Does your mark have ‘Laudatory’ meaning?

There are screwed up sheets of paper across every entrepreneur’s dark office as they scribble down all the different ideas for their business name or brand mark. They sit for hours getting frustrated because the perfect mark is on the tip of their tongue and they just can’t find it, then suddenly it screams at them. They quickly jump to it, register the name at Companies House, design their logo, and start printing everything to do with their brand.

They file their proposed mark and sit and wait excitedly for that certificate to come through the door. All of a sudden, the word LAUDATORY is in bold writing on an objection letter form the Examiner. Where did that come from, what does that mean, why did I not get a search report done by a specialist, and what do I do now are all things that flood peoples mind.

A mark that has laudatory meaning is more common than applicants realise, and something that needs to be considered before deciding on a mark. It essentially relates to a mark that makes a descriptive or bold statement within the words, relating to the goods and services they provide, but in a different way to just describing the goods and services outright. Are you following? No… well don’t panic examples make much more sense.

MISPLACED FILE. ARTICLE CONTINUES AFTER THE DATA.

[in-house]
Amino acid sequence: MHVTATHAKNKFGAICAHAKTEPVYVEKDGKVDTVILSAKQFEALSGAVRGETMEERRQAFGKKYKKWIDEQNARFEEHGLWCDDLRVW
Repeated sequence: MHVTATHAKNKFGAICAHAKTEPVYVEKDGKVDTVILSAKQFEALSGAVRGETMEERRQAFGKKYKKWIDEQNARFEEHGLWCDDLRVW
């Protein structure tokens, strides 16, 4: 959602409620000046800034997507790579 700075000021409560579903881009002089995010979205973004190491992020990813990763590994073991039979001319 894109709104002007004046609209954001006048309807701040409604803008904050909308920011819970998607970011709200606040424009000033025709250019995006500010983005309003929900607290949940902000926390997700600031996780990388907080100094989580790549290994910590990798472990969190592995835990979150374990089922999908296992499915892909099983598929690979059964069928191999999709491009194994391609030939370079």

An example of a mark with laudatory meaning would arguably have promotional value to it. ‘We are the best’ gives as statement that is misleading. ‘coolest clothes around’ is another example or even using the word ‘gold’ in the mark can be considered as having laudatory meaning. The reason for this would was argued in ‘BONUS GOLD’ [1998] RPC 859 where it was upheld that the word gold is only possible of having two uses within the financial services sector as a mark one is used in a laudatory fashion, and the other is the obvious meaning as a precious metal or colour which naturally would attract an objection on those characteristics anyway.

This is different to the descriptive element where there are two elements that the examiner will consider for absolute grounds. The first is an application being devoid of distinctive character (example is it having laudatory meaning) and the other being solely descriptive of the goods and services. Descriptive is different to laudatory because when a mark is descriptive it is specifically stating for example ‘cars’ for cars, or ‘soap’ for soap, whereas laudatory is serving a promotional value and making a claim to something.

This may all seem very confusing but it is an important part of an applicant’s understanding before hitting the button to file an application. For something to be distinctive, it must be unique and memorable, but remember it must also not have a laudatory meaning in the eyes of the examiner, or it will be objected at first instance.

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